Economic growth takes centre stage
In Part 1 of Zambia’s history of copper production, we reflected on the country’s progression from the early days of large-scale production of the red metal almost 100 years ago, to the challenges that led to the re-privatisation of the industry at the end of the last century. In Part 2, we take a look at how Zambia’s copper mining journey continued in the years that followed when production levels and economic growth once again took centre stage.
Rising from the ashes
Once Zambia’s government had made the decision to re-privatise the country’s mining sector, the majority of the shares in the national mining entity, Zambia Consolidated Copper Mines (ZCCM), were unbundled and sold to private investors, in a process that was concluded in 2000. The government became a minority shareholder through the state mining investment company, ZCCM Investment-Holdings (ZCCM-IH) and, to this day, retains substantial shareholdings in Zambia’s biggest mines.
Zambia’s nationalised mining industry had been starved of investment for decades, which is ultimately what led to its demise. Much of the technology and machinery that was in place in 2000 dated back to the mid-20th century, with old smelters releasing unacceptably high levels of sulphur dioxide into the surrounding areas.
With the wheels of privatisation turning, foreign capital poured into Zambia’s mining sector. The new companies invested heavily in new machinery, new mining methods, and the latest mineral processing and metal-extraction technologies. Cutting-edge technology was harnessed in order to mine the low-grade copper ores that, due mostly to financial constraints, had been overlooked. Production levels shot up. In 2004, over 400 000 tonnes of finished copper was produced, rising from just 250 000 on the cusp of re-privatisation.
When the copper price did start to rise in 2004, this propelled an existing upward trend. More investment had been channelled into the mining industry between 2000 and 2004 than in the preceding decades combined. As such, Zambia was perfectly positioned to take advantage of the subsequent copper boom, which helped propel the country through a decade of economic growth.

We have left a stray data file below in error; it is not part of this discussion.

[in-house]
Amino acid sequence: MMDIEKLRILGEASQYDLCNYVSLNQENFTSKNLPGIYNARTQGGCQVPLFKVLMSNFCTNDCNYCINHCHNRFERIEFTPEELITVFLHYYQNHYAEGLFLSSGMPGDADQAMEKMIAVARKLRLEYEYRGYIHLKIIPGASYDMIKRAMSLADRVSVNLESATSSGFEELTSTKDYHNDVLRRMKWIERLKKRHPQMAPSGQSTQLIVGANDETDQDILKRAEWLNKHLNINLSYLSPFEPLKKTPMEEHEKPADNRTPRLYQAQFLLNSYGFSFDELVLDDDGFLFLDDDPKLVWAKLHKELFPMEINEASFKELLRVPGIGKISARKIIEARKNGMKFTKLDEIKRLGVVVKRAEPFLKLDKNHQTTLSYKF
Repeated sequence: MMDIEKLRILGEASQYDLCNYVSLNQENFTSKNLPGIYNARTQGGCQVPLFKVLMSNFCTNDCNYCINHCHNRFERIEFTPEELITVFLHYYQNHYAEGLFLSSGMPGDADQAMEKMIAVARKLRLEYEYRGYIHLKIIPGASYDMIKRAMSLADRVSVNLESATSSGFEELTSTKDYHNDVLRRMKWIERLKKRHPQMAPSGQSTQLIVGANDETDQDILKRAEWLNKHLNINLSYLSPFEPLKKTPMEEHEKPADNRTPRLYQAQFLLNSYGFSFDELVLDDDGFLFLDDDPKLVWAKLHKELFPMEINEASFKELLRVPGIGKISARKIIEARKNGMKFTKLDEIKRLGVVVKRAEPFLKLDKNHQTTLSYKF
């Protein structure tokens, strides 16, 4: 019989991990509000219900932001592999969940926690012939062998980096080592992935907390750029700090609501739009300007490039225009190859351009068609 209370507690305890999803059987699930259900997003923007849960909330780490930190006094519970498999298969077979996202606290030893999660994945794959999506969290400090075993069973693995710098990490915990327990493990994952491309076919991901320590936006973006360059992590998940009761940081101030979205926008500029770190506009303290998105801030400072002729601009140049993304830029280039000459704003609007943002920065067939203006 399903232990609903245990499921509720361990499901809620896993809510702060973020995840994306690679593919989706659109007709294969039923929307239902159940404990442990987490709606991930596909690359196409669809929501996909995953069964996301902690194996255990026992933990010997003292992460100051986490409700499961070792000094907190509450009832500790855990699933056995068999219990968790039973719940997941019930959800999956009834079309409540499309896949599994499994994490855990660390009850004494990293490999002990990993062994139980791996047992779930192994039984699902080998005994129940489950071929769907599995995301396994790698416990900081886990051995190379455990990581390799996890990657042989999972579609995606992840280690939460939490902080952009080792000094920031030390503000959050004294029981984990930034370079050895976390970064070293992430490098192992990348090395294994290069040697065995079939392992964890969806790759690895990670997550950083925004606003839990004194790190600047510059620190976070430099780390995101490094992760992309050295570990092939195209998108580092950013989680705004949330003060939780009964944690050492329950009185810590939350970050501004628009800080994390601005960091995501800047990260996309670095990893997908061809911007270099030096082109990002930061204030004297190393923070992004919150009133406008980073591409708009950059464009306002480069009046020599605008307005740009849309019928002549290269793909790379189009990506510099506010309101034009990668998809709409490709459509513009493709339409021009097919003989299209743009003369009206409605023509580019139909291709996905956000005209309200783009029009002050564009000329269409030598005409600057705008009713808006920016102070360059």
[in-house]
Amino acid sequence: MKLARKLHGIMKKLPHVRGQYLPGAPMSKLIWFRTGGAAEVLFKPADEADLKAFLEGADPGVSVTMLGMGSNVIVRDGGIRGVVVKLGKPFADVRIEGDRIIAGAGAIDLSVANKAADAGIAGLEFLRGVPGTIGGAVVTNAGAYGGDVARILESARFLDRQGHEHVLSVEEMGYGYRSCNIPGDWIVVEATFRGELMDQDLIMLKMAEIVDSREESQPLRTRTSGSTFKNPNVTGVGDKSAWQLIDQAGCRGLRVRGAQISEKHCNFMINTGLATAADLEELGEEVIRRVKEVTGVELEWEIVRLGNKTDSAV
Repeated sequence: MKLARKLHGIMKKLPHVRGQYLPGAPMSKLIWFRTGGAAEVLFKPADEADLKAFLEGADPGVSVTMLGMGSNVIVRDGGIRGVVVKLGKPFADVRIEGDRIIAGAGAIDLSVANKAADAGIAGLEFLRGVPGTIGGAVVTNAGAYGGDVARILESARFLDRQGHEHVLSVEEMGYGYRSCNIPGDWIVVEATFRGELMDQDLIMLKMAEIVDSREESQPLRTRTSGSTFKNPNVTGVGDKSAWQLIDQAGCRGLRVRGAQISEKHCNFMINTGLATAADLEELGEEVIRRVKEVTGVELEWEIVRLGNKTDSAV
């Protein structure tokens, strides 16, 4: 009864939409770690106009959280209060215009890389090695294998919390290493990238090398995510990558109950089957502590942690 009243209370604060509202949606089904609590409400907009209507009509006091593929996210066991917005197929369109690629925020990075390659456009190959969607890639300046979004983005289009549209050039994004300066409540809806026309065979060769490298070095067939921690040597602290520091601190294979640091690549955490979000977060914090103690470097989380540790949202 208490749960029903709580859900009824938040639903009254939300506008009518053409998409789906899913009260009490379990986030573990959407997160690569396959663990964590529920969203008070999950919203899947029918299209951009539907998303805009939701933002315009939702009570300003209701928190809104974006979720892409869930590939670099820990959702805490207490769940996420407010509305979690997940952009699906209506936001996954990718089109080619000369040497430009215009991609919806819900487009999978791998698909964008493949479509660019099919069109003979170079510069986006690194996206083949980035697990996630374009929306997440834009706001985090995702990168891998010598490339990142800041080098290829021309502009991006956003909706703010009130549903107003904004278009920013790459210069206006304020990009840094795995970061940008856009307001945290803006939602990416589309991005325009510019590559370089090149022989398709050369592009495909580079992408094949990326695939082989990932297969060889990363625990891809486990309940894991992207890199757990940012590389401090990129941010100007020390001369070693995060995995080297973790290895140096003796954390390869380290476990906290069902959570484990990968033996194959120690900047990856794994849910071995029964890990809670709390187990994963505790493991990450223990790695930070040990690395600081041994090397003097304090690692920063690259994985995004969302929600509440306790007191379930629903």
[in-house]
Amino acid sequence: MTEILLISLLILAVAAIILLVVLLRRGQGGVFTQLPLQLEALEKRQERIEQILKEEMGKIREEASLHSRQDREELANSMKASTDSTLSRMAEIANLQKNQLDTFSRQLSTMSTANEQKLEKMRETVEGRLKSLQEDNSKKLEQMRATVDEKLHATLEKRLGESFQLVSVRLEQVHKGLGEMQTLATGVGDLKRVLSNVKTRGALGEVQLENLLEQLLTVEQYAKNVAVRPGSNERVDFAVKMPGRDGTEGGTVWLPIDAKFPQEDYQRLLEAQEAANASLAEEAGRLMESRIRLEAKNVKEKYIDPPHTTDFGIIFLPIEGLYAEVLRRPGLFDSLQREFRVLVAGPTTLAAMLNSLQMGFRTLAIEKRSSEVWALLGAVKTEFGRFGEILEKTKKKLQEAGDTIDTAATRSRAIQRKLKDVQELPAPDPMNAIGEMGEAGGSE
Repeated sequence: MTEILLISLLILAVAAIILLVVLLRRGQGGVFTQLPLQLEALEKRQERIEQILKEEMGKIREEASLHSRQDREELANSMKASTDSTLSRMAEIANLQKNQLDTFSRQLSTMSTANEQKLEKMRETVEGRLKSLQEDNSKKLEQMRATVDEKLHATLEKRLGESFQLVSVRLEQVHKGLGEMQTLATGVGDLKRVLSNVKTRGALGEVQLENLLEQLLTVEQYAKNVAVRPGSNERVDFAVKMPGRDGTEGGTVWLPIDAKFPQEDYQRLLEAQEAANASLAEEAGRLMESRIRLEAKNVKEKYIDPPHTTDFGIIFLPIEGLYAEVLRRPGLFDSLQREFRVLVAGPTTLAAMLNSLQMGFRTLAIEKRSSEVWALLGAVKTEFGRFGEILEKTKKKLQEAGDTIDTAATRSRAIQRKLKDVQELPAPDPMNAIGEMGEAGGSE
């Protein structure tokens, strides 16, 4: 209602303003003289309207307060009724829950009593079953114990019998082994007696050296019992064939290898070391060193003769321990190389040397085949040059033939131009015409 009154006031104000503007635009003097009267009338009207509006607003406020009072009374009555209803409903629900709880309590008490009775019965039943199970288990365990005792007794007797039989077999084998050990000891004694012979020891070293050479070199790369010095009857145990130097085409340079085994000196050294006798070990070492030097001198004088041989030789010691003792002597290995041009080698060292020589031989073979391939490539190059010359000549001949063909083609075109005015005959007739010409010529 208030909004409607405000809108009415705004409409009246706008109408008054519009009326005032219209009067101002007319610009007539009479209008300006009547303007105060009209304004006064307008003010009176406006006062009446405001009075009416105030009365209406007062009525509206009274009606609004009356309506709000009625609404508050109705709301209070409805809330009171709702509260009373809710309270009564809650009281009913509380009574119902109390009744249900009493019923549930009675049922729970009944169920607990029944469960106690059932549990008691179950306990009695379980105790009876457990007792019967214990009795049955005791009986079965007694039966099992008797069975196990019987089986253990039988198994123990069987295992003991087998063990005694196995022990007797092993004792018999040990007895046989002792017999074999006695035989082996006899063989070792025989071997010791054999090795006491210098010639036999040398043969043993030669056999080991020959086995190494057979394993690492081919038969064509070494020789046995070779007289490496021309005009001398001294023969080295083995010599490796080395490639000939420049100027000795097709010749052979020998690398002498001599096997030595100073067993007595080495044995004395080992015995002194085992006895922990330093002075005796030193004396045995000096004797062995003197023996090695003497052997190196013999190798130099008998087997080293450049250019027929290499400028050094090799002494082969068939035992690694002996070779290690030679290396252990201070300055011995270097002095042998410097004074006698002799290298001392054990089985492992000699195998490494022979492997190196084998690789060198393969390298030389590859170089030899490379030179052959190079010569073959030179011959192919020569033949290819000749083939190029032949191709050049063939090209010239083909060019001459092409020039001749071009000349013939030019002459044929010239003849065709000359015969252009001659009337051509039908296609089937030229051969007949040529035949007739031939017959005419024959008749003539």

A growth era
Two major greenfield projects were begun during this period of buoyancy and investment. In April 2005, the newly-commissioned Kansanshi mine in Solwezi — majority owned by First Quantum Minerals (FQM) — began production, yielding 70 000 tonnes of copper that first year. Construction of Lumwana copper mine (where mineral deposits had been identified but never exploited) began in 2006, with copper first produced in December 2008. In July 2011, ZCCM-IH opted to sell its stake in Barrick Gold Corporation, which became the sole owner of what is today Barrick Lumwana Copper Mine.
These investors brought the latest technologies with them, enabling the mines to process large quantities of low-grade copper ores. But the new mines were far more than a symbol of optimism in a previously capital-starved industry. The fact that they took root beyond the established mineral wealth of the Copperbelt Province, in North-Western Province, was a game-changer for Zambia’s economy.
Out with the old, in with the new
Meanwhile, in the Copperbelt, the operations that Mopani had bought from ZCCM in 2000 were in a state of chronic dilapidation. The company had no choice but to begin a complete overhaul of the mine workings — the smelter, the refinery, and the shafts — if operations were to continue beyond 2019. An initial US$ 500 million was spent replacing the mid-20th century smelter with a modern equivalent that transformed the efficiency and, crucially, cut sulphur dioxide emissions by 95%. By 2006, the smelter had been completed and the company turned its attention to the refinery, which — despite the unforeseen challenges of the financial crisis, and an attendant slump in the copper price — was completed a few years later, on time.
In 2010, Mopani began focusing on the most substantial phase of renewal: its underground mining infrastructure. The youngest of the antiquated shafts dated to 1971, with four others going back to the 1930s. Glencore, the principal investor, committed to a decade-long investment programme to completely replace the system of shafts that access the Nkana and Mufulira ore bodies. Billions of dollars have been invested during this twenty-year plan to transform Mopani into a world-class mine, extending its life far into the future.